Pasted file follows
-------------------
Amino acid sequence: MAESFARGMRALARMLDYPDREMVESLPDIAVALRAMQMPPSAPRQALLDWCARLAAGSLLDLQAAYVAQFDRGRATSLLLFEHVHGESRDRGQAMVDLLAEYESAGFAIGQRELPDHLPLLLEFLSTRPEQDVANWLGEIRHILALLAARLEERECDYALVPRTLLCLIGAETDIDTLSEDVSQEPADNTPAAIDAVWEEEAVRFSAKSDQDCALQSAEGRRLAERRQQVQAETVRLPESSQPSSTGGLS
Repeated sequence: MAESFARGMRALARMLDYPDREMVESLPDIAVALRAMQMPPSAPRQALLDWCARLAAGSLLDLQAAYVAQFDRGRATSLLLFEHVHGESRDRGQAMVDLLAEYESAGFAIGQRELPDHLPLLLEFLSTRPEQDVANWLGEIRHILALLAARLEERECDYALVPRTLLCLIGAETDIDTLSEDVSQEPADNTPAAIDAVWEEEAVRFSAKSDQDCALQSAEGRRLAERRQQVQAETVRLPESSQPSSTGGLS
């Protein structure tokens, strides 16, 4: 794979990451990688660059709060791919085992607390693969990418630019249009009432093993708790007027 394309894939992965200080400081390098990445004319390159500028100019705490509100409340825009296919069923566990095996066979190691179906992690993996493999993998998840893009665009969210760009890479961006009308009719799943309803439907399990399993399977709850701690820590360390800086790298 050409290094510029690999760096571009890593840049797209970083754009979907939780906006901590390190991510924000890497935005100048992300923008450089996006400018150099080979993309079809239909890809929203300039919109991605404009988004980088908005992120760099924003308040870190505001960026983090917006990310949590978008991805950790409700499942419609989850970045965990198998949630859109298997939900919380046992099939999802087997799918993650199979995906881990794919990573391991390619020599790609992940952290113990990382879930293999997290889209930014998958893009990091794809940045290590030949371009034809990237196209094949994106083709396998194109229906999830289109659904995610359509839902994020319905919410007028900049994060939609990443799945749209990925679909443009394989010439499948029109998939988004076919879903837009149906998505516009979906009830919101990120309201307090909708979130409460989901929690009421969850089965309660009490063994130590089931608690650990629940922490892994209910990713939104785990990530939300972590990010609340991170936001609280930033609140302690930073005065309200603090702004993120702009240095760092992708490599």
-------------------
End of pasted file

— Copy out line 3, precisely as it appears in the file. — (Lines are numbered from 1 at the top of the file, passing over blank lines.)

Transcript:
């Protein structure tokens, strides 16, 4: 794979990451990688660059709060791919085992607390693969990418630019249009009432093993708790007027 394309894939992965200080400081390098990445004319390159500028100019705490509100409340825009296919069923566990095996066979190691179906992690993996493999993998998840893009665009969210760009890479961006009308009719799943309803439907399990399993399977709850701690820590360390800086790298 050409290094510029690999760096571009890593840049797209970083754009979907939780906006901590390190991510924000890497935005100048992300923008450089996006400018150099080979993309079809239909890809929203300039919109991605404009988004980088908005992120760099924003308040870190505001960026983090917006990310949590978008991805950790409700499942419609989850970045965990198998949630859109298997939900919380046992099939999802087997799918993650199979995906881990794919990573391991390619020599790609992940952290113990990382879930293999997290889209930014998958893009990091794809940045290590030949371009034809990237196209094949994106083709396998194109229906999830289109659904995610359509839902994020319905919410007028900049994060939609990443799945749209990925679909443009394989010439499948029109998939988004076919879903837009149906998505516009979906009830919101990120309201307090909708979130409460989901929690009421969850089965309660009490063994130590089931608690650990629940922490892994209910990713939104785990990530939300972590990010609340991170936001609280930033609140302690930073005065309200603090702004993120702009240095760092992708490599």